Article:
Sometimes it's hard to tell where the hyperbole ends and the seriousness begins, but yes, the wonders of turning the clock backwards to the misery of bygone centuries seem to be a recurring theme in these discussions.

Wasn't really directing at you Paul. Just wanted to kick the discussion re: how we value risk aversion. Obviously most folks' views will be determined by their personal perspective. Always easy to tell someone else how to spend their money. The probability of a bad event is weighed against the cost of doing more to prevent it. Needless to say at a post event phase it will always be easier to say the money should have been spent. Again, to use the sad case of a child dying in a house fire, how do you say at that point it still was a good idea to not spend the money on the extra precautions? Look at the terrible event unfolding now how can you argues that more money should not have been spent to safe guard against such a blow out? And that's not to say that money should not have been spent and even increased in the future. But there will always be a practical limit on the amount.

My point really wasn't so much how much should be spent but should such drilling be allowed in the first place. If the increased safety costs are raised high enough to kill all future Deep Water wells in the GOM so be it. But the public and the gov't won't accept that when PO starts really hurting IMHO. It won't make a substantial difference in PO but the perception that it can will be inescapable IMHO.

People tend to forget the tradeoffs. Force others to spend millions to save a singel life. Then you are too poor to cover other lifesavings opportunities. I remember reading that spending money of crash barriers (guardrails, and those waterfilled barrels etc.) Costs maybe $10000 per life saved. But try to get the taxpayers to cough up for this? How about the traffic light that you'd ike down on the corner? County won't fund it until there have been N deaths! But, try to force some third party to spend many times that to save a life -no problemo!

Basicly the reality is if you subtract $X from the economy for whatever reason (such as making some activity safer), and mortality increases elsewhere because of increased poverty. But our storytelling, personaliztion way of dealing with things is very poor at weighing the tradeoffs. There are some things where only a cold calculation of benefits to costs will do.

In a poorer society, your argument has merit. But, in the USA, the over consumption is a problem in and of itself. Just throttle back consumption in the top, say, 1-%, and there is plenty. Forget the 26" rims on the Cadillac Escalade, a smaller swimming pool at the McMansion, one less trip to Chucky Cheese. These are the alternatives to safer technology.


How about the traffic light that you'd ike down on the corner? County won't fund it until there have been N deaths!

Short anecdote - in 1970 students were agitating for a zebra crossing across a very busy road running past the University of Sydney, to no avail. One Friday afternoon a female student was killed crossing that road - and students got active: a big bus was turned sideways, blocking all traffic, and cars were parked across the highway running the other side of the campus.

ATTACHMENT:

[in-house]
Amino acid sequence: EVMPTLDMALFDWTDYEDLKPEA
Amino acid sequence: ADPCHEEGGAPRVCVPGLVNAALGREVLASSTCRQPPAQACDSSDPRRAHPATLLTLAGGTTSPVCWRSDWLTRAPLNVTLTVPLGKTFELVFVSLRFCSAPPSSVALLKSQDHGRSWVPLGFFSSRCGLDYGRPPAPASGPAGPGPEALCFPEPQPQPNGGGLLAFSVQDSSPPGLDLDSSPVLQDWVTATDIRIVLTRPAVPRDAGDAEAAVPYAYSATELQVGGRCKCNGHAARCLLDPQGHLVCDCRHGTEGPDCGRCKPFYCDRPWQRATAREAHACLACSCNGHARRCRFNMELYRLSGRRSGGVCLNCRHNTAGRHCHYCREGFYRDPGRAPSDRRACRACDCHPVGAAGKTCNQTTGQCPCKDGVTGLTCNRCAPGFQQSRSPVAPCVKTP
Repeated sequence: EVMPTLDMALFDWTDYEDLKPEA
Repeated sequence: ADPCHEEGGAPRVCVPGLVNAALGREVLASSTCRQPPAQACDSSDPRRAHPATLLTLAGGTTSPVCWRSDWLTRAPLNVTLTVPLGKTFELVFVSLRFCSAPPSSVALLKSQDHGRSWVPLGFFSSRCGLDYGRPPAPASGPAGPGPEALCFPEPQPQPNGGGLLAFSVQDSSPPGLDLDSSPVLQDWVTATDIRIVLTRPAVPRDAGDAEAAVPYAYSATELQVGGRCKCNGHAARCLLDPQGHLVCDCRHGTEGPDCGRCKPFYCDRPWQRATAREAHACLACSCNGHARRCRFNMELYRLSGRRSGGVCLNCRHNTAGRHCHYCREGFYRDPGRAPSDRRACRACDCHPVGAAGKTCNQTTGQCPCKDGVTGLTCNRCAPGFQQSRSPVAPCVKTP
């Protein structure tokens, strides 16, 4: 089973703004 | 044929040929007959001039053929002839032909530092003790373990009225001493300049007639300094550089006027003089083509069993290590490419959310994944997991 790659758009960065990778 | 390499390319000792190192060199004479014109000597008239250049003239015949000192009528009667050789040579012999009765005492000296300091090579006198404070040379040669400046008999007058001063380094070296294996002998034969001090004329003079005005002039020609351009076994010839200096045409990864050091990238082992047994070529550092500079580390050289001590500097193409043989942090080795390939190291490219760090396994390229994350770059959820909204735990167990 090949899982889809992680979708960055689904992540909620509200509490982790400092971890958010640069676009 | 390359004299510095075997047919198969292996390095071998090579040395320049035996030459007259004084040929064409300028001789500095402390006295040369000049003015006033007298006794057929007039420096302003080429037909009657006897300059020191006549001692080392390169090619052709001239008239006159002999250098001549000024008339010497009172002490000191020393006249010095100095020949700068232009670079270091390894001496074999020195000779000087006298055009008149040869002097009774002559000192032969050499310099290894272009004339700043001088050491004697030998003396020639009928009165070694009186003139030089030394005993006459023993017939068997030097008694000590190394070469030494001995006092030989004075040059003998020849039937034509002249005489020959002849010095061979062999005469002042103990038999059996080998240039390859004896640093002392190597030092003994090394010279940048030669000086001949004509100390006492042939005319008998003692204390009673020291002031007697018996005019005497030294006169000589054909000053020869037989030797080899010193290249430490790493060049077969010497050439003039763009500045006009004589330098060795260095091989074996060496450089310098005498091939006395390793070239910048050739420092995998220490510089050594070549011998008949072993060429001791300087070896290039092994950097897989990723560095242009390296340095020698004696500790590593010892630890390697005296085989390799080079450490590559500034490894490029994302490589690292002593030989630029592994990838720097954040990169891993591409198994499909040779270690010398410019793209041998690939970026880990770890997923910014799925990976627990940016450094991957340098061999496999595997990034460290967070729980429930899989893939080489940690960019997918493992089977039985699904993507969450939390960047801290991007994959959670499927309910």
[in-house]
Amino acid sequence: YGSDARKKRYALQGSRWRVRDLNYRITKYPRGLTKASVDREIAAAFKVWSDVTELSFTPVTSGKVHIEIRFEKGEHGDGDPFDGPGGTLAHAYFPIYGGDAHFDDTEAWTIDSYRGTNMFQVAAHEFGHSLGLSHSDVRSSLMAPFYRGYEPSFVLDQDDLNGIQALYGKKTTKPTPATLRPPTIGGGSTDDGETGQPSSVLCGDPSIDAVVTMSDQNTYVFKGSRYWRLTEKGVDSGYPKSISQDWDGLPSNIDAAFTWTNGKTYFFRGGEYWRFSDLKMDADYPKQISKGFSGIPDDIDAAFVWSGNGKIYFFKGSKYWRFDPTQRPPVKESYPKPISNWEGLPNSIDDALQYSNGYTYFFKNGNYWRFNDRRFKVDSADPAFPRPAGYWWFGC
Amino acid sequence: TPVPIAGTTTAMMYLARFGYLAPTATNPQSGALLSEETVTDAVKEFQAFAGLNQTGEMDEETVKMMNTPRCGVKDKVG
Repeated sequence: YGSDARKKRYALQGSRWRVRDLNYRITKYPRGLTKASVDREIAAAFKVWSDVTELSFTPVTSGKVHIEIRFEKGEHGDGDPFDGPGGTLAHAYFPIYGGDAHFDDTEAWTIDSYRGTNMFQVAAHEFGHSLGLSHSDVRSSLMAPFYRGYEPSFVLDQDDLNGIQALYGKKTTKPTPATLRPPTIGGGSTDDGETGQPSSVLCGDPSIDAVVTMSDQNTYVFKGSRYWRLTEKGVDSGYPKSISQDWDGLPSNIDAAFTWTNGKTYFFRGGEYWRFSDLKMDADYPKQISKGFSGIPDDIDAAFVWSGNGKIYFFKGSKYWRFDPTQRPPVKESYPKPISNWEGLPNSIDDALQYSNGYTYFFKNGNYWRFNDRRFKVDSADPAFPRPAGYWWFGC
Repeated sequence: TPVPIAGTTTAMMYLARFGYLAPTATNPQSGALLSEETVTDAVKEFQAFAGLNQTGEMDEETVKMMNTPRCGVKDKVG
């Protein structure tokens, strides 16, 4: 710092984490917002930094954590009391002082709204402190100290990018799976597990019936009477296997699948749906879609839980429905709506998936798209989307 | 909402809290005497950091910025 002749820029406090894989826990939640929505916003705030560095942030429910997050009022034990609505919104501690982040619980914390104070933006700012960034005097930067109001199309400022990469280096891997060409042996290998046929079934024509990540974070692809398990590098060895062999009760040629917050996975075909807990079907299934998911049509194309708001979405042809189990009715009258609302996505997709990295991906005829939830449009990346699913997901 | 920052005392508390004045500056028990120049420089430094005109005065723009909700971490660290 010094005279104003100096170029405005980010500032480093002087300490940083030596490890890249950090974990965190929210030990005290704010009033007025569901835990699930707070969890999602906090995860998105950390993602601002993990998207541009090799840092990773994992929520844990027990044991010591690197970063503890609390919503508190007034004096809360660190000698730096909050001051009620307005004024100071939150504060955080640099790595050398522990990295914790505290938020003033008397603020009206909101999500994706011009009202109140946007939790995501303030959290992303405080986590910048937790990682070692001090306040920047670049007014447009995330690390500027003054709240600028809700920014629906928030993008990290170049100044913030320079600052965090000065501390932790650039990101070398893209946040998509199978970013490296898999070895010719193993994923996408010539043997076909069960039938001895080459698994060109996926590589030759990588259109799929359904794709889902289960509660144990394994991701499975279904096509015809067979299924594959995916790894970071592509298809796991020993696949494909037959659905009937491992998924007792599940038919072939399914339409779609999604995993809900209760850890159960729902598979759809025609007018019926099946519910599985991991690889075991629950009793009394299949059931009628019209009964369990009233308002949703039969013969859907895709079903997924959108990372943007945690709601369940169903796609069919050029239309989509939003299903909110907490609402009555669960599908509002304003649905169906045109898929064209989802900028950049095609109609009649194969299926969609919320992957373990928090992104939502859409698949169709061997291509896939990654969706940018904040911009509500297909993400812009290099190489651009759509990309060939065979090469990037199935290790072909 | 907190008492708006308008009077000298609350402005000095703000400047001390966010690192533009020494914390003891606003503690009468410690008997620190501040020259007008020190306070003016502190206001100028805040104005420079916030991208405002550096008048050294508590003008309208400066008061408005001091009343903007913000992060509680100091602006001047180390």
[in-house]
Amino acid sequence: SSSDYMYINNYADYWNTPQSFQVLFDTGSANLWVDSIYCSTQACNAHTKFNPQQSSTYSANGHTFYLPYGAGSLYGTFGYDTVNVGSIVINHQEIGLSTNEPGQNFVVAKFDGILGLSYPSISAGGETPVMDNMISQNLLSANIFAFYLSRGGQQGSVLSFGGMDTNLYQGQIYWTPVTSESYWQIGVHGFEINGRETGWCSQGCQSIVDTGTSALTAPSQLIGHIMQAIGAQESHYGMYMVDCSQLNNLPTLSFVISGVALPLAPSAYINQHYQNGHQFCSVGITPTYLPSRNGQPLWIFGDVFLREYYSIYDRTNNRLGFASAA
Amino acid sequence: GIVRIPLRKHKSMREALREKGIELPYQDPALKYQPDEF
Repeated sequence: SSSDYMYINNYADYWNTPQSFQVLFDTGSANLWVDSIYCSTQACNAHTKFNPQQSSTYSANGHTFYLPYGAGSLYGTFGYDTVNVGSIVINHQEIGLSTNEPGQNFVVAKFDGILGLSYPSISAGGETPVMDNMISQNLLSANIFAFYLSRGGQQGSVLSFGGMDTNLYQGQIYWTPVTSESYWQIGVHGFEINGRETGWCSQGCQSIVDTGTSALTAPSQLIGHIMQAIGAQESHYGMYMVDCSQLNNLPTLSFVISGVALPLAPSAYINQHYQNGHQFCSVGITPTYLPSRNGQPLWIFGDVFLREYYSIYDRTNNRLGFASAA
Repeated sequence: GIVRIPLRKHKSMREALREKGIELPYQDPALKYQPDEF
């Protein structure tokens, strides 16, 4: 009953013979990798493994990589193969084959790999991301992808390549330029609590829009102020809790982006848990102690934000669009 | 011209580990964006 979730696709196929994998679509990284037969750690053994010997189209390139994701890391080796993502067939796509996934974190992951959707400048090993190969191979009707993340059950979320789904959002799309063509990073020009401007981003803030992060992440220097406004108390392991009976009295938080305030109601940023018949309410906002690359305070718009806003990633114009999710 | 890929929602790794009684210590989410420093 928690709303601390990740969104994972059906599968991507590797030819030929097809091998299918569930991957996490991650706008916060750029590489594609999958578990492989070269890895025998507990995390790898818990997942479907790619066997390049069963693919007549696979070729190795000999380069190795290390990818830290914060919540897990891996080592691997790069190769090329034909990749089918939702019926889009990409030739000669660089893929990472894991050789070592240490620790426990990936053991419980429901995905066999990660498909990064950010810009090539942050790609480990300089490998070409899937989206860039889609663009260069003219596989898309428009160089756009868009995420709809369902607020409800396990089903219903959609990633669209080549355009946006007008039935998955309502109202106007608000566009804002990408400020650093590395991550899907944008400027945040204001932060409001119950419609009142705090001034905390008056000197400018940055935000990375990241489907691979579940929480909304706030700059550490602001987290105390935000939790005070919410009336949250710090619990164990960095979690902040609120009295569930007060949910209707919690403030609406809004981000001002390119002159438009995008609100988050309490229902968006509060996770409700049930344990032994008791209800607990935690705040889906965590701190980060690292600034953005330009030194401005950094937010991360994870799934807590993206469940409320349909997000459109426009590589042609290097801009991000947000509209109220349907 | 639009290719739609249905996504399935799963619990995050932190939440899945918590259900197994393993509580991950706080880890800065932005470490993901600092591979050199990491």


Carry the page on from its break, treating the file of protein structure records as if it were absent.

Someone went down to the Sydney Harbour Bridge and knocked out the railway lights. By 6:00pm the entire city was in grid-lock. But by Monday morning we not only had a zebra crossing, but we had pedestrian lights at the spot where the student was killed. People power indeed.

I don't think that word means what he thinks it means.

Let me explain...no, there is too much. Let me sum up.

I know the doomers will hate this article but this is progress.

Sam's Club Becomes the First U.S. Retailer To Install Micro Wind Turbines in its Parking Lot

LOL. As if I could be converted to cornucopianism by some wind turbines going up in a parking lot - a parking lot!

It's going to take alot more than that, my friend.

Don't get me wrong. Unlike some of the bird-loving environmentalists and NIMBYs, I think wind turbines are great. I just don't think they'll make a difference.

Oil demand likely to rise in India due to fast rising car sales.

Gurus Wrong, India Strong:

India is owned by Maruti Suzuki, with Korean Hyundai next. All the others are bit players. It will be a few years until India comes close to the importance of China, but with a population of more than 1.1b, this is definitely the market where you want to be in the long run.


'...in the long run'???


If you go to that link, you'll get pre market trading for the Dow, Nasdaq and S&P. It shows the Dow is estimated to go down 175 points on Monday! Now it could change between now and the opening bell or at the end of trading, but that is the highest pre market predicted drop I've ever seen. Could be a nasty day for investors.

Insurance companies are going to take a hit in the Gulf, the oil industry is going to take a hit from insurance hikes and new safety measures, and the mortgage, construction, and financial sectors will have to deal with the end of the New Homeowners' Credit. It's a lot of news to absorb. Look out below.

Futures are actually up for tomorrow, Earl. I think you were looking at the remnants of Friday.

Futures are actually up for tomorrow, Earl. I think you were looking at the remnants of Friday.

Yes, amazing how fortunes change from one moment to the next. Now the Dow is predicted to go up 44. Go BAU!


Shows just how volatile things have gotten.

Most every financial adviser will scream to you to 'Buy!! Buy!!! Buy!!!'